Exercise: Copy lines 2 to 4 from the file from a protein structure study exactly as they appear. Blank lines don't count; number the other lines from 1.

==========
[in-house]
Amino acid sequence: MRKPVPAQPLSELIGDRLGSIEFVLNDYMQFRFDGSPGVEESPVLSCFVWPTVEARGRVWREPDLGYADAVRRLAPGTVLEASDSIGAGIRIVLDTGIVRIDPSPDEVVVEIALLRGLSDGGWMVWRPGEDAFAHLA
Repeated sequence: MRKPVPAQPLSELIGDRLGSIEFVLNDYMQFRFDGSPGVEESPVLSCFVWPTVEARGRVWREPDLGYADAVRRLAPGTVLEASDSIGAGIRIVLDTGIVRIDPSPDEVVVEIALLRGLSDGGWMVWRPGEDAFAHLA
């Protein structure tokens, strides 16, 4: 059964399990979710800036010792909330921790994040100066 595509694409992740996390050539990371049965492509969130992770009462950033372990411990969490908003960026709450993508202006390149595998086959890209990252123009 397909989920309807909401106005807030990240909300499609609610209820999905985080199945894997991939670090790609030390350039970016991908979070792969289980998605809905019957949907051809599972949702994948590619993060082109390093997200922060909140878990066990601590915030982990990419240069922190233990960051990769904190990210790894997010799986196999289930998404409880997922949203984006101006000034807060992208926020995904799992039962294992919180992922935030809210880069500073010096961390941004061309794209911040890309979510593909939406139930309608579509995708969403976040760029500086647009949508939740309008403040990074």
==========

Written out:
Amino acid sequence: MRKPVPAQPLSELIGDRLGSIEFVLNDYMQFRFDGSPGVEESPVLSCFVWPTVEARGRVWREPDLGYADAVRRLAPGTVLEASDSIGAGIRIVLDTGIVRIDPSPDEVVVEIALLRGLSDGGWMVWRPGEDAFAHLA
Repeated sequence: MRKPVPAQPLSELIGDRLGSIEFVLNDYMQFRFDGSPGVEESPVLSCFVWPTVEARGRVWREPDLGYADAVRRLAPGTVLEASDSIGAGIRIVLDTGIVRIDPSPDEVVVEIALLRGLSDGGWMVWRPGEDAFAHLA
């Protein structure tokens, strides 16, 4: 059964399990979710800036010792909330921790994040100066 595509694409992740996390050539990371049965492509969130992770009462950033372990411990969490908003960026709450993508202006390149595998086959890209990252123009 397909989920309807909401106005807030990240909300499609609610209820999905985080199945894997991939670090790609030390350039970016991908979070792969289980998605809905019957949907051809599972949702994948590619993060082109390093997200922060909140878990066990601590915030982990990419240069922190233990960051990769904190990210790894997010799986196999289930998404409880997922949203984006101006000034807060992208926020995904799992039962294992919180992922935030809210880069500073010096961390941004061309794209911040890309979510593909939406139930309608579509995708969403976040760029500086647009949508939740309008403040990074």